Two big claims underpin attempts to cut penalty rates for Sunday workers in the retail and hospitality sectors: that they are no longer needed or relevant, and that they cost jobs.
The commission, speculation goes, will make its decision on the review next month.
No longer needed or relevant?
Employer groups contended the higher wage for Sunday workers is no longer justified in a “24/7 economy” where young employees especially see no difference in working on Sundays. Prime Minister Malcolm Turnbull referred to penalty rates as an accident of history.
But evidence shows weekend work is significantly associated with work-family conflict for fathers. Data from a major national survey showed that working Sundays in particular is linked to higher work-life interference.
Penalty rates are certainly an important component of workers’ incomes in the industry. More than half (57%) of retail industry employees receive penalty rates. Of these, almost one-third (32%) report relying on them to meet normal household expenses.
What about the job impacts?
But set aside, for the moment, whether penalty rates are still relevant. Do they kill jobs?
Employers argued that existing Sunday penalty rates lead to shorter opening hours, fewer jobs and a less desirable mix of employee experience.
The difficulty in validating such claims is in disentangling employment effects from economic conditions or general workforce changes. It isn’t easy, for example, to establish whether any jobs lost are due to higher penalty rates, an economic downturn, or something else.
Our research, however, takes advantage of a rare “natural experiment” to estimate the effect of higher Sunday penalty rates. The experiment could be done because the commission’s earlier award-modernisation process had standardised state-based industry award rates.
In particular, Sunday penalty rates for New South Wales retail award employees rose from 150% (or “time and a half”) to 200% (or “double time”) between 2010 and 2014. Over the same five years, rates remained unchanged (at 200%) for comparable Victorian workers.
By comparing the two states, and using Victoria as a “counterfactual”, we could estimate the separate effect of raising Sunday penalty rates in NSW.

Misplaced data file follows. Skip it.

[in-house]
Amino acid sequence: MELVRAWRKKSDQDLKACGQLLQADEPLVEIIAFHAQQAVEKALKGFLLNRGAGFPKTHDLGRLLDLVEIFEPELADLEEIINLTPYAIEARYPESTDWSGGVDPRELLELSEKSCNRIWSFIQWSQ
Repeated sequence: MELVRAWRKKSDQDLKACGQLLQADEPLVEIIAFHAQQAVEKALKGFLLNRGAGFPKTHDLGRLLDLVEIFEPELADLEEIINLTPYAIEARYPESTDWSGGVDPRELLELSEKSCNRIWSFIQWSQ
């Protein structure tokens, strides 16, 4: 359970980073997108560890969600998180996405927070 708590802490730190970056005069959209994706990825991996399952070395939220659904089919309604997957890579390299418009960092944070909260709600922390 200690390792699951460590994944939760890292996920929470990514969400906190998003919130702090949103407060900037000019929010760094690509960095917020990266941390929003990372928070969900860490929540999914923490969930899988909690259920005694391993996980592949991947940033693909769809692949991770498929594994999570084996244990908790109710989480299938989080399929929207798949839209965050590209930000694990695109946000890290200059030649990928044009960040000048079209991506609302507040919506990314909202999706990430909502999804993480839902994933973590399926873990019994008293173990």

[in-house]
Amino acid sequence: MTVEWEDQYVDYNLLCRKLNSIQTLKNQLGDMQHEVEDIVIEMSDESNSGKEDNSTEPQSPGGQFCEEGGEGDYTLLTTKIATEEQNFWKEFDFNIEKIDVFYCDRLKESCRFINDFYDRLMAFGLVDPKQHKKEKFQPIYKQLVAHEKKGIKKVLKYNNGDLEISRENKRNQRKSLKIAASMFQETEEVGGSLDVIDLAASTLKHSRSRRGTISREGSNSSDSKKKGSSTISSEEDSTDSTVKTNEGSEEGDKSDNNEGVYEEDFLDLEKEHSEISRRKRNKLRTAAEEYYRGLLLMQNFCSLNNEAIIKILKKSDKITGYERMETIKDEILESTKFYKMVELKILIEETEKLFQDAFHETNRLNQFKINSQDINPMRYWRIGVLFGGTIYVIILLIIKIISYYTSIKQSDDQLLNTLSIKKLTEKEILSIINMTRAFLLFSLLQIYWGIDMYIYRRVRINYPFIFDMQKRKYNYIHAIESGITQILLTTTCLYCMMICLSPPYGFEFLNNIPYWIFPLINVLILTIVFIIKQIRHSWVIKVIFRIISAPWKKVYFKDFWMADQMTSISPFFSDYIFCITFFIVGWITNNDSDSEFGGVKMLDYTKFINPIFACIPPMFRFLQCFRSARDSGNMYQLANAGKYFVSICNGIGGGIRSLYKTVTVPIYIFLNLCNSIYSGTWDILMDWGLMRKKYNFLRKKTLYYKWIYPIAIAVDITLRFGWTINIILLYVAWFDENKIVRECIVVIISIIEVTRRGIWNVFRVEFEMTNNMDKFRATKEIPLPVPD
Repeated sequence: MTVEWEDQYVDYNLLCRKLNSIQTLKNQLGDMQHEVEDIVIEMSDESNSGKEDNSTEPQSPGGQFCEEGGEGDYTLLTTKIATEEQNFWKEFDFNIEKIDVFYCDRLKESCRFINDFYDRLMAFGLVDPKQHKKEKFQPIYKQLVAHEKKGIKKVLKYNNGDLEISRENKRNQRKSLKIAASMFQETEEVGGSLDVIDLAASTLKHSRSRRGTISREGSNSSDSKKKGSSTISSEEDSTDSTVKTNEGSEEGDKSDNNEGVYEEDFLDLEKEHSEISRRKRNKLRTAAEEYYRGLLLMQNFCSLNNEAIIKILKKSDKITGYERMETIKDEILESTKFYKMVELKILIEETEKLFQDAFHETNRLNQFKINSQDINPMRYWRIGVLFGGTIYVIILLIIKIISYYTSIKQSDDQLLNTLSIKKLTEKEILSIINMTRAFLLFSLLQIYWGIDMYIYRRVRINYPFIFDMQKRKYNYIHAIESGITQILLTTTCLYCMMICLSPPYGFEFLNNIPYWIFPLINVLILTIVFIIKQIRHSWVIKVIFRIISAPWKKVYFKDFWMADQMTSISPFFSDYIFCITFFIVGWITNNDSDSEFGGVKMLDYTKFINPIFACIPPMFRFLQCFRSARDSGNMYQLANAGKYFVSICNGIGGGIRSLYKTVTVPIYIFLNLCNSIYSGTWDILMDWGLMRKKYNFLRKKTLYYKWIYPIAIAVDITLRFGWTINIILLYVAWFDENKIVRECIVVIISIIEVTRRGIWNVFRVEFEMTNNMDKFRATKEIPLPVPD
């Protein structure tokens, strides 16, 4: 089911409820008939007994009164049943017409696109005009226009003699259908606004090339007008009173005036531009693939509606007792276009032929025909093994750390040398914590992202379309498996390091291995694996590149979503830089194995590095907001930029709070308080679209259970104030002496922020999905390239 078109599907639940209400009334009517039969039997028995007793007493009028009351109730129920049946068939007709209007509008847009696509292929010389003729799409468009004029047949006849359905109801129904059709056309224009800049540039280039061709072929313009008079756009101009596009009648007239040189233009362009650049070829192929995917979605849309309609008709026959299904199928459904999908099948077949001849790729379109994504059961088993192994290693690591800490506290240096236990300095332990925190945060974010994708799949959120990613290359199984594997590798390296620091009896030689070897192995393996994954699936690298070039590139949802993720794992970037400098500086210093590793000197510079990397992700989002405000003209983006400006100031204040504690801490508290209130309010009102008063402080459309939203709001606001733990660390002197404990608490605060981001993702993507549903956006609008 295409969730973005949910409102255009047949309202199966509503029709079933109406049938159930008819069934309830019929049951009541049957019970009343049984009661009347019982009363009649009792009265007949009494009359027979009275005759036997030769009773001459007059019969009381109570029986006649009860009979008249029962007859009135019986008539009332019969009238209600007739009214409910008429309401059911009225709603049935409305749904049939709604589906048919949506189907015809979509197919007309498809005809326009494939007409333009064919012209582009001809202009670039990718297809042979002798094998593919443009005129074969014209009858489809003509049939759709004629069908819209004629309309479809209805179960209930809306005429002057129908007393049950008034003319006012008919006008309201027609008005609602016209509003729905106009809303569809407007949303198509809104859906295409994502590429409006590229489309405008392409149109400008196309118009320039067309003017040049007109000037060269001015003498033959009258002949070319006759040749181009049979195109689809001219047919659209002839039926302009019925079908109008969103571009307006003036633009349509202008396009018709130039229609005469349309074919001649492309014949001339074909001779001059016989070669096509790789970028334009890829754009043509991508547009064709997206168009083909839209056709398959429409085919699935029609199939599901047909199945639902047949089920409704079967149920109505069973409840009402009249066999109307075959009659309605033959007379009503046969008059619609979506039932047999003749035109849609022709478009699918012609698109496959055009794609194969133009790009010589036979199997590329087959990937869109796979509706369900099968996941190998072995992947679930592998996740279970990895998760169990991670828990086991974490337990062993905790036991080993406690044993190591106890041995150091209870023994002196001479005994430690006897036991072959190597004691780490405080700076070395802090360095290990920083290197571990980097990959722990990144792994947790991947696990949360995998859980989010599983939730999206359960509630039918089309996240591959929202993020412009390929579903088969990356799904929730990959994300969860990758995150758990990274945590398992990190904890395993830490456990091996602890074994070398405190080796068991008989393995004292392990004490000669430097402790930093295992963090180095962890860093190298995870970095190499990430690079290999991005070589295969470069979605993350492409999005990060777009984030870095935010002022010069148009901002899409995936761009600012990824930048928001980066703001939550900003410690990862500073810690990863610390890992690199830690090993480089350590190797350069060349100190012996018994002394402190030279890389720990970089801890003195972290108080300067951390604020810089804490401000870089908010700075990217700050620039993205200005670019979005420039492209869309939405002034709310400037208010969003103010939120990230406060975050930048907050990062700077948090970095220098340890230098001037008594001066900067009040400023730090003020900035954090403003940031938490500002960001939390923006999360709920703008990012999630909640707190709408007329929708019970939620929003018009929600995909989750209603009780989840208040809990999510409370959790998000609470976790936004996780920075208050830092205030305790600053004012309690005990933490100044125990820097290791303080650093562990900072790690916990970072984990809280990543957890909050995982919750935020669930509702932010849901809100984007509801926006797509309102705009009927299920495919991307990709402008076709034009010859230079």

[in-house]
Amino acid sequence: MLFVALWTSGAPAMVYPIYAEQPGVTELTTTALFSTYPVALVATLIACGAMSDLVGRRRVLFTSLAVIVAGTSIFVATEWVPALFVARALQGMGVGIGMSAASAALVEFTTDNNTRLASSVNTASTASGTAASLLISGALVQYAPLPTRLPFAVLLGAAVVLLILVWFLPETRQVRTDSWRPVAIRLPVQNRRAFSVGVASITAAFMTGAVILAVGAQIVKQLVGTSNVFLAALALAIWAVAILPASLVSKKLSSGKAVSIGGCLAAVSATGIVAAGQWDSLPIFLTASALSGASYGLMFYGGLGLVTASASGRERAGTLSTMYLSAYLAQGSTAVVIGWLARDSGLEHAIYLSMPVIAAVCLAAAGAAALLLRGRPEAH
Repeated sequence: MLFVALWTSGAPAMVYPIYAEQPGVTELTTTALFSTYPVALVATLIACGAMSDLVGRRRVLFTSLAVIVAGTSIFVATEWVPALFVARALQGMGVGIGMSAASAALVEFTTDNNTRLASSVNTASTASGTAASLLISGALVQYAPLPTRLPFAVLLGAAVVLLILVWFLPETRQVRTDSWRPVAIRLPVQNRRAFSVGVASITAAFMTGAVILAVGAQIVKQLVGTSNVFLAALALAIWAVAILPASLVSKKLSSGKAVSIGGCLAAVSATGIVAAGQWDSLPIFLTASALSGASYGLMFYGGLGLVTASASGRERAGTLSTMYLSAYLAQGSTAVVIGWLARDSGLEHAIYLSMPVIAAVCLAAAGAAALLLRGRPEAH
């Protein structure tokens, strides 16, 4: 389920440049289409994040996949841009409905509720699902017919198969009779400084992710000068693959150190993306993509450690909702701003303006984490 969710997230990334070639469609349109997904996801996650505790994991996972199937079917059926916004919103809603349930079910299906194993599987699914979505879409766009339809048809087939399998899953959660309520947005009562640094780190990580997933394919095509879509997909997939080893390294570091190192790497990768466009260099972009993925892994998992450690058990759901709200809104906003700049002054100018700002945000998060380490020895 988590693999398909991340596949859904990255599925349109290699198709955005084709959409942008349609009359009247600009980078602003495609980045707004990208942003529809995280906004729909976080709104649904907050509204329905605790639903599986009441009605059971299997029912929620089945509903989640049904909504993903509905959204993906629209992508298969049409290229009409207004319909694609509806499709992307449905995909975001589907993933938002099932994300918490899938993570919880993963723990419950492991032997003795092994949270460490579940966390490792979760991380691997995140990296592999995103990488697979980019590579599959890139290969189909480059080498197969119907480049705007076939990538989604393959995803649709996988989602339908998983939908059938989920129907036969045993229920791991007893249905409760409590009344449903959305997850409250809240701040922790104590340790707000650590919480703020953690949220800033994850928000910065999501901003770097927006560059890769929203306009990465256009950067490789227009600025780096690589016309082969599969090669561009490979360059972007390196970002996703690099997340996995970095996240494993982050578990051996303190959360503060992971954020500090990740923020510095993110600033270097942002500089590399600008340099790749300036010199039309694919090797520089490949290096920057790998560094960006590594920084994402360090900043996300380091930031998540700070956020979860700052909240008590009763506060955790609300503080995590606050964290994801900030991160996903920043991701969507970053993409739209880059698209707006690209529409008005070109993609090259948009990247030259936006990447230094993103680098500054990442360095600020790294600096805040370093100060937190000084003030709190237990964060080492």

The research relied on publicly available data and on widely accepted econometric methods and checks. It looked at common underlying employment trends in the two states and controlled for state-specific factors including labour market conditions, youth employment rates and industry demand.
It found higher Sunday penalty rates in NSW did not have a consistent or systematic effect on retail employment as measured by the Australian Bureau of Statistics. While there was a large and significant negative effect in the first year — a drop of more than 7% in the number of employees and total hours – the total effects over the five years were a mix of positive and negative but statistically insignificant.
Most importantly, the cumulative effect on jobs over the five years was not significantly different from zero. That is, between them the five increases in Sunday penalty rates in NSW retailing did not significantly affect job levels in that industry. If there was an effect, it was too small to show up.
A different, longitudinal dataset showed no change in the number of people in NSW working on Sundays. There was, however, weakly significant evidence of a drop in the number of total hours worked in NSW retail.
Together the results suggest that in an industry dominated by casual and part-time workers, what adjustment in employment does occur happens through changing hours and not the number of employees in jobs.
Finally, on the mix of available employees, do penalty rates really mean that employers can roster only inexperienced, casual employees on Sundays?
National data show that permanent workers are more likely to say they would not continue to work unsocial hours without penalty rates.
So, labour-supply effects mean that reducing penalty rates would probably mean even less experienced workers on Sundays. And that’s what it looks like when you walk into a New Zealand supermarket – without penalty rates – on a Sunday.
What does it mean?
The implications are stark.
If changes in Sunday penalty rates have no significant effect on the number of jobs, then cutting them would do two things.
It would reduce compensation for workers employed at unsociable hours – when that compensation is, for many, very important for meeting normal household expenses. And it would constitute a transfer of income from employees to employers, likely without an offsetting increase in jobs.
The most likely outcome, then, would be retail workers working longer hours for lower earnings, with little or no improvement in the number of jobs.
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